And fast food won’t do ’cause you overqualified
I’m feeling like hustling
Tired of the food stamps and budgeting

“People need to hear this,” K.R.I.T. recalls telling A&R, which largely responded with, “Man, nobody wants to hear that. People just want to have fun. They just wanna party.” K.R.I.T. knew better: he shot a DIY-style music video for the song, threw it online, and within days it had gone viral. K.R.I.T. reflected on that experience and recognized that it taught him not only about needing to stick to his guns but also about what his audience looked to him for.

The combination of trying to appease label executives while staying true to himself, left K.R.I.T. battling with critics that claimed to have a hard time understanding him. He once rapped on what is perhaps his most defiant responsive track ever:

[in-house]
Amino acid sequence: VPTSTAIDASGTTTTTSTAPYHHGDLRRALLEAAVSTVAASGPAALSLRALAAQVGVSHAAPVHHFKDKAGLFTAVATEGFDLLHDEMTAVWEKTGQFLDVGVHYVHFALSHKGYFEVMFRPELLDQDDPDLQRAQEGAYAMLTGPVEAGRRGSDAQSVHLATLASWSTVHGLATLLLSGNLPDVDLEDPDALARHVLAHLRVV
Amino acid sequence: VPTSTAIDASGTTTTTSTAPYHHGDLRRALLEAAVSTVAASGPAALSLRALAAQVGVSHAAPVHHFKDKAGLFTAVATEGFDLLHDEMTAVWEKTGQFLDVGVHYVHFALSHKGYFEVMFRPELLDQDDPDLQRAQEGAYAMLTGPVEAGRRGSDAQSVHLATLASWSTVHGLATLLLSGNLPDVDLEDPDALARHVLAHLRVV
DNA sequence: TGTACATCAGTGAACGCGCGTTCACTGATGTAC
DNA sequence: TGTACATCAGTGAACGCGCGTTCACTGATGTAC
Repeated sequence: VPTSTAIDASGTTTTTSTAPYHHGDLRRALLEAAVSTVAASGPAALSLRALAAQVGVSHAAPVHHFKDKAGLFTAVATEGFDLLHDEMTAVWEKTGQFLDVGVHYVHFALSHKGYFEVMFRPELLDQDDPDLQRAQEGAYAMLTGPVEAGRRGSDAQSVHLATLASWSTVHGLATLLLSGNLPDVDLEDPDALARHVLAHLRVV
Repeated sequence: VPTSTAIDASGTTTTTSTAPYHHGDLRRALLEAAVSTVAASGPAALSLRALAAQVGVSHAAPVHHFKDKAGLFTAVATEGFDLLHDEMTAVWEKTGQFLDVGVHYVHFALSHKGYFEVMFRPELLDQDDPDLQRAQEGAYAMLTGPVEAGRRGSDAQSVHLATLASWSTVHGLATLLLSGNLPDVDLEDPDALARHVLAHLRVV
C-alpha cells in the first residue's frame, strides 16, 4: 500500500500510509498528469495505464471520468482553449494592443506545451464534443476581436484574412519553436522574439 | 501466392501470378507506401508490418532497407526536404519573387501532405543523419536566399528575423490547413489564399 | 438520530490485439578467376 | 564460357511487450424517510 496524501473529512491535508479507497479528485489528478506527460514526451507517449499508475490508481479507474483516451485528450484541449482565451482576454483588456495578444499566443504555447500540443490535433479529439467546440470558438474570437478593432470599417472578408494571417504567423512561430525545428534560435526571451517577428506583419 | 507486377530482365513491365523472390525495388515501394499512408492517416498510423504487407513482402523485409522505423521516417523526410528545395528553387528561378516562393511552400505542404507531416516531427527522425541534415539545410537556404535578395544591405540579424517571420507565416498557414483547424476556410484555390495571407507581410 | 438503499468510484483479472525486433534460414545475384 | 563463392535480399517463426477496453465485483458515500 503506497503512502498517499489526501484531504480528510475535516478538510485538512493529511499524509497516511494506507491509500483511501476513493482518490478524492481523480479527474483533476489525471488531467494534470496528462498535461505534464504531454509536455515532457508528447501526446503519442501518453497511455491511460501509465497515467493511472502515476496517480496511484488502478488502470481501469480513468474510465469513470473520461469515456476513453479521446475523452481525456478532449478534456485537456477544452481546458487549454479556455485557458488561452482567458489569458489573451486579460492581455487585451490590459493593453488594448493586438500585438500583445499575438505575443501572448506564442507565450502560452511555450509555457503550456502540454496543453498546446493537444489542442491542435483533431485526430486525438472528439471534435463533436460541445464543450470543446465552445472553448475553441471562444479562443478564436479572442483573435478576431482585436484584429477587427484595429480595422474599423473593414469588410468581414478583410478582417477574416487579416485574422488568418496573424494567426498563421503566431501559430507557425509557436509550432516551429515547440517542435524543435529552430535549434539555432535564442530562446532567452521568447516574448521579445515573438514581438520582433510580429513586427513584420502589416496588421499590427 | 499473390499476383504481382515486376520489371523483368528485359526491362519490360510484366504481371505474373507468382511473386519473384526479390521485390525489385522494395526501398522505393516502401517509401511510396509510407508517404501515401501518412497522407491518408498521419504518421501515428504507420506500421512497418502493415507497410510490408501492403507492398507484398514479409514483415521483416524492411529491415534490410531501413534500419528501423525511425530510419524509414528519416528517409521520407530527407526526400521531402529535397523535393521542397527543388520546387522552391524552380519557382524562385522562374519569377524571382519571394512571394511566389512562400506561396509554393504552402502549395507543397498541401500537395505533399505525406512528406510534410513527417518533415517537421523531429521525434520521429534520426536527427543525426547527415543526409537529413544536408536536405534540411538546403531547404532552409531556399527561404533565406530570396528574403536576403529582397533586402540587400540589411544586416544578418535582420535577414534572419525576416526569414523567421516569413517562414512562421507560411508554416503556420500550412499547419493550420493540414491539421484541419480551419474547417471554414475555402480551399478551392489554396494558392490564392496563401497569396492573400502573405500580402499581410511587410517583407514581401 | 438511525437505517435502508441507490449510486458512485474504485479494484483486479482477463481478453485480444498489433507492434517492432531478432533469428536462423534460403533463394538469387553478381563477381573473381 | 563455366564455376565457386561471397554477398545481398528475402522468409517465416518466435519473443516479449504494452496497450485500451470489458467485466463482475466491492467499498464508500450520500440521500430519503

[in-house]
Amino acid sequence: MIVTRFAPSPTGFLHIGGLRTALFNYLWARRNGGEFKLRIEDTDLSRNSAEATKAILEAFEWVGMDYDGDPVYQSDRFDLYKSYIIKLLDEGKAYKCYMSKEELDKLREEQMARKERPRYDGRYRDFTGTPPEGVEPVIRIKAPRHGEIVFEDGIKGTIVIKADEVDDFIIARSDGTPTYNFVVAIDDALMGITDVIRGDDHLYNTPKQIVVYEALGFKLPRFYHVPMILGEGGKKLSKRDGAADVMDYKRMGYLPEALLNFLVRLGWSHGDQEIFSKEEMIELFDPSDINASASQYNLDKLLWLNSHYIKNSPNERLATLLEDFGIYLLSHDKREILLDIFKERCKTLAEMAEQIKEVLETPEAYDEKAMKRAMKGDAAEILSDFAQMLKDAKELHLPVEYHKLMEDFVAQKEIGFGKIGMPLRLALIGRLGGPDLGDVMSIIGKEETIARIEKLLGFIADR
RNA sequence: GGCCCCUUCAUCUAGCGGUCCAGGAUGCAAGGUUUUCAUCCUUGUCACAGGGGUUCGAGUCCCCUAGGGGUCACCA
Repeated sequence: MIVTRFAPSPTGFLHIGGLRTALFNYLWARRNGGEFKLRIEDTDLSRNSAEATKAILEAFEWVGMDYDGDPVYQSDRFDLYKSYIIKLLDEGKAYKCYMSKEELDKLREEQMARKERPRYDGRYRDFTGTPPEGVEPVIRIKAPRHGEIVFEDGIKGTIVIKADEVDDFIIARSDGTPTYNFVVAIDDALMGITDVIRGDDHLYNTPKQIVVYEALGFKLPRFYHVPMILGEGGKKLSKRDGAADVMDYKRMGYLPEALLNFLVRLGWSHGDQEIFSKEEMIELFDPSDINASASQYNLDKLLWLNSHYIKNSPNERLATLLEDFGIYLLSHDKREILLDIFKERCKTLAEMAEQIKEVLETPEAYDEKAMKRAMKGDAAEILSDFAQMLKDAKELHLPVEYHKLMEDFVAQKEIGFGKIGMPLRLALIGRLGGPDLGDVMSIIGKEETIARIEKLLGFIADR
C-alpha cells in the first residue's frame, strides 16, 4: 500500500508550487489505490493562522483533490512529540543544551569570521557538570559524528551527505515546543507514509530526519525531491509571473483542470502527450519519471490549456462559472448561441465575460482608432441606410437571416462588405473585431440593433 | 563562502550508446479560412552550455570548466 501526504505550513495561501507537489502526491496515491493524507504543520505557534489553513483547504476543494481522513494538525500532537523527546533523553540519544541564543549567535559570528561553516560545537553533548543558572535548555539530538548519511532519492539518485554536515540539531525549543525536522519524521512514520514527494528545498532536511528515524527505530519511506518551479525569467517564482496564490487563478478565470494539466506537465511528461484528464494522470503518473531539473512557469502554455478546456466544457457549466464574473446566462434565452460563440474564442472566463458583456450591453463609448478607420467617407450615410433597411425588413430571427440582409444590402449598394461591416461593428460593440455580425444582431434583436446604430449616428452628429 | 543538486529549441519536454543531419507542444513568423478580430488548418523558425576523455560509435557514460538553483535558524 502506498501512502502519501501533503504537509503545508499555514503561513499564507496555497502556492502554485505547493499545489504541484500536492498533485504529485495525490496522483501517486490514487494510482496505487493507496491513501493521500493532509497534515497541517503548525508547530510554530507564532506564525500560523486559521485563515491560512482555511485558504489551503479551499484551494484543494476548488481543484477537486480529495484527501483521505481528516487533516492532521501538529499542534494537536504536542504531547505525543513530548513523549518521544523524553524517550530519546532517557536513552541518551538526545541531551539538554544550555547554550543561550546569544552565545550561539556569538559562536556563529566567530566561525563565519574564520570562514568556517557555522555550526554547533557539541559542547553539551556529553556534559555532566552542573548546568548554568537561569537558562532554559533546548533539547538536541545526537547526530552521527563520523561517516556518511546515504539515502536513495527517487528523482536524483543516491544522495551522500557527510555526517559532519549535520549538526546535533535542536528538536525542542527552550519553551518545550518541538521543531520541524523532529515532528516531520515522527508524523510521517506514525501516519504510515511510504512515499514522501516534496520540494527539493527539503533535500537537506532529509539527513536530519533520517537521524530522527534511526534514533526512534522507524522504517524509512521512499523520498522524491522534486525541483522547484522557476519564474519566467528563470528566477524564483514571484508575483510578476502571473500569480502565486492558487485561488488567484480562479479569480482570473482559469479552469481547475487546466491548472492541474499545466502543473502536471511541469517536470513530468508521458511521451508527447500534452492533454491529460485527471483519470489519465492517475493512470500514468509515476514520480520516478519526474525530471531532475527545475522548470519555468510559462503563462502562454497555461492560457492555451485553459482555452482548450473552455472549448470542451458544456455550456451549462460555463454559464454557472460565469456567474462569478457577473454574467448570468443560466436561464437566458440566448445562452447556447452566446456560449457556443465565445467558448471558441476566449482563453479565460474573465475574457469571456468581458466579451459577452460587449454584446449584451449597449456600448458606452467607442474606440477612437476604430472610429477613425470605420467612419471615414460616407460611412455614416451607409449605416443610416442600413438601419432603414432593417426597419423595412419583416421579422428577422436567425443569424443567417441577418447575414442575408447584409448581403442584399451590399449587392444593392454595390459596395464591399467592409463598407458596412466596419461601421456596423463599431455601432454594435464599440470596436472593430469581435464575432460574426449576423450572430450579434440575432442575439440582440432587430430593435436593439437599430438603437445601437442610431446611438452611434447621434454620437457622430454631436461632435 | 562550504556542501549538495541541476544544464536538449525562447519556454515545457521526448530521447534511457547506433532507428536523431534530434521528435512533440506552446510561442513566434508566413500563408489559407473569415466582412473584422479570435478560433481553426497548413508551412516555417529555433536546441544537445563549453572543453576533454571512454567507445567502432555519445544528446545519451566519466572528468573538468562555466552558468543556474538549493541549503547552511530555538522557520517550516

I ain’t drawn to all this propaganda, rap shit ’bout as real as Santa
Now I’m lyrical all of the sudden
Well last year they claim they ain’t understand me

If you haven’t yet heard “Mt. Olympus,” you’re missing out. You have never heard a better mix or production (sounds as if it came from the heavens) that acts as the backdrop to this talented and pissed-off rapper stuck in a political environment, explaining how he just wants to make good music.

As it later became known, K.R.I.T. wasn’t sure what critics nor Def Jam (his label at the time) wanted. The allure to K.R.I.T. is that he’s relatable with all-world talent. Even though he can out-rap anybody, if you’ve worked any job as an employee or inside a corporation, he is sympathizable and illustrates the power of validation.

“Mt. Olympus”

And then came peace.

Like most people frustrated working for someone else and appeasing others, K.R.I.T. left Def Jam in 2016 and created his label: “Multi Alumni.” This move brought back-to-back fantastic projects in 4eva Is a Mighty Long Time and a personal favorite of mine, K.R.I.T. IZ HERE.